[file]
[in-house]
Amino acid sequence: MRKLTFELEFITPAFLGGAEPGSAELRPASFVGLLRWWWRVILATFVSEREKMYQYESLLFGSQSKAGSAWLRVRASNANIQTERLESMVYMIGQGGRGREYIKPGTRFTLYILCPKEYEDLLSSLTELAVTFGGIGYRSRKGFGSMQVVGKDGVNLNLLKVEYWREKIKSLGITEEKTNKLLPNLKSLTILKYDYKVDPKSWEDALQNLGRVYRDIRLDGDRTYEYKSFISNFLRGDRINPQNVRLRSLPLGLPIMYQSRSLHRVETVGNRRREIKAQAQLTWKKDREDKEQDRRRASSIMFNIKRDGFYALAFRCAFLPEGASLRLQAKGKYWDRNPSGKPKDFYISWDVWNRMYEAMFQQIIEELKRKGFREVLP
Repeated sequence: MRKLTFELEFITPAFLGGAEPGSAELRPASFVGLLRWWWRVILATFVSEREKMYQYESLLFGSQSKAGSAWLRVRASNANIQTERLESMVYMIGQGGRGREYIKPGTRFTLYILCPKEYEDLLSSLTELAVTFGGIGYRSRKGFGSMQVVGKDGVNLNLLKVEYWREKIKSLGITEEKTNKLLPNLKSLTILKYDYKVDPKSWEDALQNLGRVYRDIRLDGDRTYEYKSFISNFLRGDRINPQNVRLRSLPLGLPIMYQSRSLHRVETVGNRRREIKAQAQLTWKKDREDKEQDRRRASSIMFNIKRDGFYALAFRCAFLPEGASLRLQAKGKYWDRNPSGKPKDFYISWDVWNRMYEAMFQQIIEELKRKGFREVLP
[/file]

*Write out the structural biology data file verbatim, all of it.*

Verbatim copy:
[in-house]
Amino acid sequence: MRKLTFELEFITPAFLGGAEPGSAELRPASFVGLLRWWWRVILATFVSEREKMYQYESLLFGSQSKAGSAWLRVRASNANIQTERLESMVYMIGQGGRGREYIKPGTRFTLYILCPKEYEDLLSSLTELAVTFGGIGYRSRKGFGSMQVVGKDGVNLNLLKVEYWREKIKSLGITEEKTNKLLPNLKSLTILKYDYKVDPKSWEDALQNLGRVYRDIRLDGDRTYEYKSFISNFLRGDRINPQNVRLRSLPLGLPIMYQSRSLHRVETVGNRRREIKAQAQLTWKKDREDKEQDRRRASSIMFNIKRDGFYALAFRCAFLPEGASLRLQAKGKYWDRNPSGKPKDFYISWDVWNRMYEAMFQQIIEELKRKGFREVLP
Repeated sequence: MRKLTFELEFITPAFLGGAEPGSAELRPASFVGLLRWWWRVILATFVSEREKMYQYESLLFGSQSKAGSAWLRVRASNANIQTERLESMVYMIGQGGRGREYIKPGTRFTLYILCPKEYEDLLSSLTELAVTFGGIGYRSRKGFGSMQVVGKDGVNLNLLKVEYWREKIKSLGITEEKTNKLLPNLKSLTILKYDYKVDPKSWEDALQNLGRVYRDIRLDGDRTYEYKSFISNFLRGDRINPQNVRLRSLPLGLPIMYQSRSLHRVETVGNRRREIKAQAQLTWKKDREDKEQDRRRASSIMFNIKRDGFYALAFRCAFLPEGASLRLQAKGKYWDRNPSGKPKDFYISWDVWNRMYEAMFQQIIEELKRKGFREVLP